Treebased batch mode reinforcement learning
 Journal of Machine Learning Research
, 2005
"... Reinforcement learning aims to determine an optimal control policy from interaction with a system or from observations gathered from a system. In batch mode, it can be achieved by approximating the socalled Qfunction based on a set of fourtuples (xt,ut,rt,xt+1) where xt denotes the system state a ..."
Abstract

Cited by 134 (28 self)
 Add to MetaCart
Reinforcement learning aims to determine an optimal control policy from interaction with a system or from observations gathered from a system. In batch mode, it can be achieved by approximating the socalled Qfunction based on a set of fourtuples (xt,ut,rt,xt+1) where xt denotes the system state at time t, ut the control action taken, rt the instantaneous reward obtained and xt+1 the successor state of the system, and by determining the control policy from this Qfunction. The Qfunction approximation may be obtained from the limit of a sequence of (batch mode) supervised learning problems. Within this framework we describe the use of several classical treebased supervised learning methods (CART, Kdtree, tree bagging) and two newly proposed ensemble algorithms, namely extremely and totally randomized trees. We study their performances on several examples and find that the ensemble methods based on regression trees perform well in extracting relevant information about the optimal control policy from sets of fourtuples. In particular, the totally randomized trees give good results while ensuring the convergence of the sequence, whereas by relaxing the convergence constraint even better accuracy results are provided by the extremely randomized trees.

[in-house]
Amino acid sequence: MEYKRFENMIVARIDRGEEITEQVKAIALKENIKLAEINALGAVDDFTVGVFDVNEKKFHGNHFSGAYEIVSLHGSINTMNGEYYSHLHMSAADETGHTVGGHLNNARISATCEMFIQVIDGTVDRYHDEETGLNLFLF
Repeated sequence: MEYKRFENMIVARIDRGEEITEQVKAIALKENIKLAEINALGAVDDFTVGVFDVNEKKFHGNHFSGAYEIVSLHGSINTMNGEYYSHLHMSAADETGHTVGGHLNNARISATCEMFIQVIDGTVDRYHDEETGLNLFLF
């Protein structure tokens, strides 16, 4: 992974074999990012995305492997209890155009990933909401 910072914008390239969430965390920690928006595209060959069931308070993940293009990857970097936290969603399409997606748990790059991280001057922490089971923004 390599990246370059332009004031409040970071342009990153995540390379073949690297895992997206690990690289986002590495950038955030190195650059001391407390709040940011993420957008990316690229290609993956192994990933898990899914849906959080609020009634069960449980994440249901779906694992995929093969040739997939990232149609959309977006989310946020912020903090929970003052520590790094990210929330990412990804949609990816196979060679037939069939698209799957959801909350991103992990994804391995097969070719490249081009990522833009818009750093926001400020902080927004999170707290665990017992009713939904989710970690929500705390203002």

Relative Loss Bounds for Online Density Estimation with the Exponential Family of Distributions
 MACHINE LEARNING
, 2000